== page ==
1958 HiLiner – Reshaping the bottom

1958 HiLiner
The HiLiner was built in Massachusetts. It’s a light, fast boat that’s a lot of fun.
1958 HiLiner is a fast, light boat.
This boat is so light, it’s very easy to wheel around the shop. It’s a molded plywood boat–lightweight ant beautiful.

We recently got a new project in the boat shop.  A 1958 HiLiner came in with the complaint that it leaks badly.  I took a look and found the bottom had lost its original shape over the years.  The keel had compressed up into the boat, and some of the frames had separated.  It’s not unusual for this kind of thing to happen to these classic boats over the years.  After all, this boat is 63 years old.  That’s older than I am (not by much, but still). Continue reading “1958 HiLiner – Reshaping the bottom”

Assembling the Transom Frame

Aft view
Assembled transom frame viewed from aft.

We’ve been talking about making all the pieces for the transom of our Palm Beach 22.  If you missed that part of the discussion, you can check it out at making the Transom Cheeks and Making the Transom Bows.  Now it’s time to put these parts together into a unified whole.  We need some guideposts, something to tell us how this piece should look when we’ve put it together successfully. Continue reading “Assembling the Transom Frame”

Cutting the Transom Cheeks on the Palm Beach 22

Palm Beach 22 transom cheek
The profile view of the transom cheek.

It seems like forever since I talked about working on the Palm Beach 22 in this space.  Intervening boat repairs do have a way of taking up time here at the boatworks!  Anyway, when we left off I was talking about the plan for framing the transom.  I had made up 2 blanks with the curve of the transom cheeks.  You can read about it here.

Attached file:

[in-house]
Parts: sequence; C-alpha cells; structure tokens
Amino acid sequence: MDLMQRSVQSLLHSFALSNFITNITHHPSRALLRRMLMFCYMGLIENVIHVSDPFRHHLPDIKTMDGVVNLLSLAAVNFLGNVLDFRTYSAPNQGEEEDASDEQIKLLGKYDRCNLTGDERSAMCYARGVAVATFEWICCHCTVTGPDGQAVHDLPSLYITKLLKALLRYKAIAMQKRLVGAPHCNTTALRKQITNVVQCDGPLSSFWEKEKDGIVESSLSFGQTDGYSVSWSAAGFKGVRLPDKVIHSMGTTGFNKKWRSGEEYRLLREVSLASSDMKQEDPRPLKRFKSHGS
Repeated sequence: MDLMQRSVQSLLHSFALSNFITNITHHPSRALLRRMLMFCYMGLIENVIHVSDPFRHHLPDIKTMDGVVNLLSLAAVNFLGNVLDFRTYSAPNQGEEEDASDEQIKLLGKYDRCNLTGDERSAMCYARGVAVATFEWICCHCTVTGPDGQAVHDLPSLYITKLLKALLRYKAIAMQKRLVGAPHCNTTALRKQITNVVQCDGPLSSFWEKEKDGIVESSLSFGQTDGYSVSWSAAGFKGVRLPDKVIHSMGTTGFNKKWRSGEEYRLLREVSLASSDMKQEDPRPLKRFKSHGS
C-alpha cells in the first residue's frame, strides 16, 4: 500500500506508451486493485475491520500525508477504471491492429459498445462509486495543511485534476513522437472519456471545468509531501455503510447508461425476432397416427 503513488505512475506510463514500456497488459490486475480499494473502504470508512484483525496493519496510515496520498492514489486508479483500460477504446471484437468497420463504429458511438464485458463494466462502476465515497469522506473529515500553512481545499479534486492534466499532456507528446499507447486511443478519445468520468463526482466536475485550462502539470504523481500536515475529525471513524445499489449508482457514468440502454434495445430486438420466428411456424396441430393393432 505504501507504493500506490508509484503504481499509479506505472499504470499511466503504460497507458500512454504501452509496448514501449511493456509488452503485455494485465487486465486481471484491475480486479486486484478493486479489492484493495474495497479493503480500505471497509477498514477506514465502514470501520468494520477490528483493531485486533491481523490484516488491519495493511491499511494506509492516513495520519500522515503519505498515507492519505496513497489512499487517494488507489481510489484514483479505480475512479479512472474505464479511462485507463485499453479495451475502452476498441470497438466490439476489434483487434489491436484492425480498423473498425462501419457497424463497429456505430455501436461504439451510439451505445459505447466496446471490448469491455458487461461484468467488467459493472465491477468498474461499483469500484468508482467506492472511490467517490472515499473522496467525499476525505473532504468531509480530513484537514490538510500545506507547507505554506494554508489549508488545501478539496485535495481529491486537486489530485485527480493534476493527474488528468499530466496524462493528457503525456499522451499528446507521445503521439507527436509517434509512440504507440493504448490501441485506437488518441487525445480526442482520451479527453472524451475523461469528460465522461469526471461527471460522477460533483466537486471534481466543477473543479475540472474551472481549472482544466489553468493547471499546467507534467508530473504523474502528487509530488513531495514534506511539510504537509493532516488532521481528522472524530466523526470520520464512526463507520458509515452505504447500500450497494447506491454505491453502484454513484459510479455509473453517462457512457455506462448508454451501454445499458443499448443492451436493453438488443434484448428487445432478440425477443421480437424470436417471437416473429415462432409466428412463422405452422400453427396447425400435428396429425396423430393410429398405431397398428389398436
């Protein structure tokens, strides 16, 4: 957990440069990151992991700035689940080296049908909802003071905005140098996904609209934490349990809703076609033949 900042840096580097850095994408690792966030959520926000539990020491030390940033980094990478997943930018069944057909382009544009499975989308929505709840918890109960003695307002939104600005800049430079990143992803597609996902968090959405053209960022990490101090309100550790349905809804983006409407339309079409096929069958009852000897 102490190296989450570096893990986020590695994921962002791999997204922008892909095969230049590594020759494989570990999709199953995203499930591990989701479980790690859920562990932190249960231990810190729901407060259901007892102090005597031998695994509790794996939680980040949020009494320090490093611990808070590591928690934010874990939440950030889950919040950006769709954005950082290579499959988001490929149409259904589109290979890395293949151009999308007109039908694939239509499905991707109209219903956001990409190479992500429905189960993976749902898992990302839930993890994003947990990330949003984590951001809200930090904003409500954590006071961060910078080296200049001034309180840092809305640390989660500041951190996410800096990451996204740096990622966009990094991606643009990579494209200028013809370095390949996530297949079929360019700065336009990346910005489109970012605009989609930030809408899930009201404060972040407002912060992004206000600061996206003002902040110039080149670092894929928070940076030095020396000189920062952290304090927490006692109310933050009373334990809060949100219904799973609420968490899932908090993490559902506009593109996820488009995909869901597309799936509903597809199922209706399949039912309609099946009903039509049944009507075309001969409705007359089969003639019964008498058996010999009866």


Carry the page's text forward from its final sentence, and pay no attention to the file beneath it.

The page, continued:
Transom cheek blank
I checked the curve of the blanks to the lofting board. If you look closely you can see the line for station 10 hugging the piece, just inside the line for station 9.

You can see the blank laminated to the curve here.  Now it’s time to cut the compound curve out of this blank.  Remember this piece not only curves inboard, it also curves aft when you look at it from the side.  Take a look at Zimmer’s drawing again.  It’s at the top of this post. Continue reading “Cutting the Transom Cheeks on the Palm Beach 22”

Lofting the Palm Beach 22

Mack Brown helps with lofting the lines of the Palm Beach 22
Mack Brown helps with lofting the lines of the Palm Beach 22.  Look closely and you can see the curves of the boat!

So, we’ve decided on boat plans and purchased them.  We’ve detailed the lumber we’ll need and ordered it.  Now it’s time to draw the boat’s lines full scale.  That means we’ll end up with a 22 foot long drawing of the boat, since the boat will in fact be 22 feet long.  As a friend of mine in the construction industry used to say, we’re going to draw it at a scale of 12 inches to the foot.  The process is called lofting, because the only place big enough to do this in boat shops of old was the sail loft. Continue reading “Lofting the Palm Beach 22”